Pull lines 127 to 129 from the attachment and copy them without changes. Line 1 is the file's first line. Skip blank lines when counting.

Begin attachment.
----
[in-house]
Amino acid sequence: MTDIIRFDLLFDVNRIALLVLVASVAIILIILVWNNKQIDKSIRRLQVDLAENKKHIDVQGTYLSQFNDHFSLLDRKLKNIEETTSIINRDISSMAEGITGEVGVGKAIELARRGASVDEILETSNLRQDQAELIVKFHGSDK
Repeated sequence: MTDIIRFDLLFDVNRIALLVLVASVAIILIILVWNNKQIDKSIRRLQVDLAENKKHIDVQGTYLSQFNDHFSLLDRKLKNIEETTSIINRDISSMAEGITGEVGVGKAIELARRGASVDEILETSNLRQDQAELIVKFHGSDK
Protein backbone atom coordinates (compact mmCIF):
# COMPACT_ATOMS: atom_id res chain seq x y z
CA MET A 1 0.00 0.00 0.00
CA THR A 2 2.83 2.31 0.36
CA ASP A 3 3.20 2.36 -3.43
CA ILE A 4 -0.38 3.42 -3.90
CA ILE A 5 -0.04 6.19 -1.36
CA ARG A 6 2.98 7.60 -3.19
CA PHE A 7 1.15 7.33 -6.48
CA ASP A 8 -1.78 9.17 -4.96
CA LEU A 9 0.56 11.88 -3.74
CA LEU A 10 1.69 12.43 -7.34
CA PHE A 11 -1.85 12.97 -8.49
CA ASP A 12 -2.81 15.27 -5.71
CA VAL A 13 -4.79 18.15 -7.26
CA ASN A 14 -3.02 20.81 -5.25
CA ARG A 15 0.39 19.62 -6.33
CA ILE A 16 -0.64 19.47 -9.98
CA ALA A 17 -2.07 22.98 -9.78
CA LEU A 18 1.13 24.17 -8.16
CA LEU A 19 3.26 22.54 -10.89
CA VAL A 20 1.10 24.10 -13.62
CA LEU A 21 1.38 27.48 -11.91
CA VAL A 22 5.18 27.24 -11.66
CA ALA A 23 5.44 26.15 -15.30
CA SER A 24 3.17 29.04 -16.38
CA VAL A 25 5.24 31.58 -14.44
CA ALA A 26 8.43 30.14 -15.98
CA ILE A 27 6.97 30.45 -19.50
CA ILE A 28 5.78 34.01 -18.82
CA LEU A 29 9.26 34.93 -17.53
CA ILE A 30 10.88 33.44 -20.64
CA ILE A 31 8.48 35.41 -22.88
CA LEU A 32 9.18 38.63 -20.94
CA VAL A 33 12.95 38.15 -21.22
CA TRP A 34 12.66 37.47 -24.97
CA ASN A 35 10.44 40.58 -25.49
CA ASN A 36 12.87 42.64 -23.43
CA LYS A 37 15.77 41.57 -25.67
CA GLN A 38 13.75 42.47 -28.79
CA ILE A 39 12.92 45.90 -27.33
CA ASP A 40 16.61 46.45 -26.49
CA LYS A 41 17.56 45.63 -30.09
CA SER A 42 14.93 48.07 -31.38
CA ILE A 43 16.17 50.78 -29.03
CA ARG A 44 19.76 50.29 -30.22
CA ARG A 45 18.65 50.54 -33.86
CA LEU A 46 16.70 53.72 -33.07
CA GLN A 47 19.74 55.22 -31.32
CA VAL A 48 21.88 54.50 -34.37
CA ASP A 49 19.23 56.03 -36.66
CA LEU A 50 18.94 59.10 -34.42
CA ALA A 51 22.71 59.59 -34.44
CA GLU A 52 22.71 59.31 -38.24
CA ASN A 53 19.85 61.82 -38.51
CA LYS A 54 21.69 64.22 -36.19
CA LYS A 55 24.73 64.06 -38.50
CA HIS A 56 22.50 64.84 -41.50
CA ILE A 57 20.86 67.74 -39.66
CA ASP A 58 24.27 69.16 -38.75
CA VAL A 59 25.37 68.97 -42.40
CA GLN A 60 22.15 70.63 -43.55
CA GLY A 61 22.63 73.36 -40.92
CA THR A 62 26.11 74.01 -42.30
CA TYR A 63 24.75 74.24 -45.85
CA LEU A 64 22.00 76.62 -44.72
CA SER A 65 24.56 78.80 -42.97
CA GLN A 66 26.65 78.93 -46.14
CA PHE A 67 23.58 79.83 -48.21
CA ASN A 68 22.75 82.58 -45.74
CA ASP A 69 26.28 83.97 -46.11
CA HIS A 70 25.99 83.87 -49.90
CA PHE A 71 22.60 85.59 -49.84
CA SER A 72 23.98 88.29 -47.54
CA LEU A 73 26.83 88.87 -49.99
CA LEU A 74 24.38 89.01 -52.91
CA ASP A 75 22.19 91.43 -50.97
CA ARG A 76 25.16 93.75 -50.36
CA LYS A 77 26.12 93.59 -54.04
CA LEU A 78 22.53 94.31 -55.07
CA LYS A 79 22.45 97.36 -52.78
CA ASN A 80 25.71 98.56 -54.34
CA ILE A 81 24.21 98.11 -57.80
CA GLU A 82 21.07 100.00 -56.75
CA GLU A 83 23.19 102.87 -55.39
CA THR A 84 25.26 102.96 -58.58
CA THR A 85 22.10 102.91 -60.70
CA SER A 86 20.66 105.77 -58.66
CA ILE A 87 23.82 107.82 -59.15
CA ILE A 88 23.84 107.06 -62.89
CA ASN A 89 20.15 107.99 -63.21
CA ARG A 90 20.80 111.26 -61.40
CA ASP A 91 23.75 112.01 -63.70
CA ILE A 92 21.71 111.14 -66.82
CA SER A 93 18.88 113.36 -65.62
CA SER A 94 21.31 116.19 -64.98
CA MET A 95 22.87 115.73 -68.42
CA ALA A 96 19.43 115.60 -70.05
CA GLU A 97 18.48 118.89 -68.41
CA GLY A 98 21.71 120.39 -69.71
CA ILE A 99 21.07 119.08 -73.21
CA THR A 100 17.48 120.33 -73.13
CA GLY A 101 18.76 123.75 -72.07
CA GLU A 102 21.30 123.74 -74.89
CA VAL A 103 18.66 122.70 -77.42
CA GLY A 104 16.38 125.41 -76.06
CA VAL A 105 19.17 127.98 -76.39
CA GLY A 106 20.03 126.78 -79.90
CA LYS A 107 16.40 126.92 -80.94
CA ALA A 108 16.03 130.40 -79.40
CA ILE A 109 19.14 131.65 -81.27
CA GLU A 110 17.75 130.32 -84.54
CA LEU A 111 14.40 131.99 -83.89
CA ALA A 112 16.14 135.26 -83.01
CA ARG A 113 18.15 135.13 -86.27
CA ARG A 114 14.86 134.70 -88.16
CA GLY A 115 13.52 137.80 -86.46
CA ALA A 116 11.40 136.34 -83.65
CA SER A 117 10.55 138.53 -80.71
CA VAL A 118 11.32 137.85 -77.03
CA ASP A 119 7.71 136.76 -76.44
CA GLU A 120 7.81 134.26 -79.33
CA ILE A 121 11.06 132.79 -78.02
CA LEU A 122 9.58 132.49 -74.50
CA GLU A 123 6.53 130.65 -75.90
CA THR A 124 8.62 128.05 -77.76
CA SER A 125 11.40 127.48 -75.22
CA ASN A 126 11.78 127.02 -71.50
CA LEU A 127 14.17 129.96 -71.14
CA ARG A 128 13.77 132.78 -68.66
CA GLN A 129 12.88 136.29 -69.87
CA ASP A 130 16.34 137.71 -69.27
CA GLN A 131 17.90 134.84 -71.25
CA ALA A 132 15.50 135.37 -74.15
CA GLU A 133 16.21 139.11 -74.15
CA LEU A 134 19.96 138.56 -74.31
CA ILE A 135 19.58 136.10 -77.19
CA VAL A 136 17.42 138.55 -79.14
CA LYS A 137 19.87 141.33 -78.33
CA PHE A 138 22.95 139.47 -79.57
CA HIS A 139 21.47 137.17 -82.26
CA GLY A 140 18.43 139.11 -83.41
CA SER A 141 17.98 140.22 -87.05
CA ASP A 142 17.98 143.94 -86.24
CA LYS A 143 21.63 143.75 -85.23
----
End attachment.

CA LEU A 122 9.58 132.49 -74.50
CA GLU A 123 6.53 130.65 -75.90
CA THR A 124 8.62 128.05 -77.76